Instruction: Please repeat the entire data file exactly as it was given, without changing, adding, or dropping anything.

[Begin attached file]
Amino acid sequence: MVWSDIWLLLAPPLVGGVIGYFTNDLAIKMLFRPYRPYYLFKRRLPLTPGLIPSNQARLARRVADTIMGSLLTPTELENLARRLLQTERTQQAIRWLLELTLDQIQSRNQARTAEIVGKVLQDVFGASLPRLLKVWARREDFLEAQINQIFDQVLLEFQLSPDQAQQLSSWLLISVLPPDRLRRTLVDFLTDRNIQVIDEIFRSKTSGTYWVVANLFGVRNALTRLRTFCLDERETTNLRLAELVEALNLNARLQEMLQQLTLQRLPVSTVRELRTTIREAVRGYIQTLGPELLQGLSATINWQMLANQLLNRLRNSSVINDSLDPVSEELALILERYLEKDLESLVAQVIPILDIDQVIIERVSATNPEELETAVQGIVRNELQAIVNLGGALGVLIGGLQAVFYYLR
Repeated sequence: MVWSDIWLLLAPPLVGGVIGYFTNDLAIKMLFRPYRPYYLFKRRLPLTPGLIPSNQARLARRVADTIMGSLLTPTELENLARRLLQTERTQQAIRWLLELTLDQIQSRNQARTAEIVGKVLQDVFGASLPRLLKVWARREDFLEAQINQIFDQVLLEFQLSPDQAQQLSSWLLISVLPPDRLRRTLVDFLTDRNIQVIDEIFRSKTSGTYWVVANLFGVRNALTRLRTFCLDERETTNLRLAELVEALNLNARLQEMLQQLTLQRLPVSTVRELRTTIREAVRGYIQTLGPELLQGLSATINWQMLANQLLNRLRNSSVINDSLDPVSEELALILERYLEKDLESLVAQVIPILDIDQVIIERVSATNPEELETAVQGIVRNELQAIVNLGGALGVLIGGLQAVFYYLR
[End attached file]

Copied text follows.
Amino acid sequence: MVWSDIWLLLAPPLVGGVIGYFTNDLAIKMLFRPYRPYYLFKRRLPLTPGLIPSNQARLARRVADTIMGSLLTPTELENLARRLLQTERTQQAIRWLLELTLDQIQSRNQARTAEIVGKVLQDVFGASLPRLLKVWARREDFLEAQINQIFDQVLLEFQLSPDQAQQLSSWLLISVLPPDRLRRTLVDFLTDRNIQVIDEIFRSKTSGTYWVVANLFGVRNALTRLRTFCLDERETTNLRLAELVEALNLNARLQEMLQQLTLQRLPVSTVRELRTTIREAVRGYIQTLGPELLQGLSATINWQMLANQLLNRLRNSSVINDSLDPVSEELALILERYLEKDLESLVAQVIPILDIDQVIIERVSATNPEELETAVQGIVRNELQAIVNLGGALGVLIGGLQAVFYYLR
Repeated sequence: MVWSDIWLLLAPPLVGGVIGYFTNDLAIKMLFRPYRPYYLFKRRLPLTPGLIPSNQARLARRVADTIMGSLLTPTELENLARRLLQTERTQQAIRWLLELTLDQIQSRNQARTAEIVGKVLQDVFGASLPRLLKVWARREDFLEAQINQIFDQVLLEFQLSPDQAQQLSSWLLISVLPPDRLRRTLVDFLTDRNIQVIDEIFRSKTSGTYWVVANLFGVRNALTRLRTFCLDERETTNLRLAELVEALNLNARLQEMLQQLTLQRLPVSTVRELRTTIREAVRGYIQTLGPELLQGLSATINWQMLANQLLNRLRNSSVINDSLDPVSEELALILERYLEKDLESLVAQVIPILDIDQVIIERVSATNPEELETAVQGIVRNELQAIVNLGGALGVLIGGLQAVFYYLR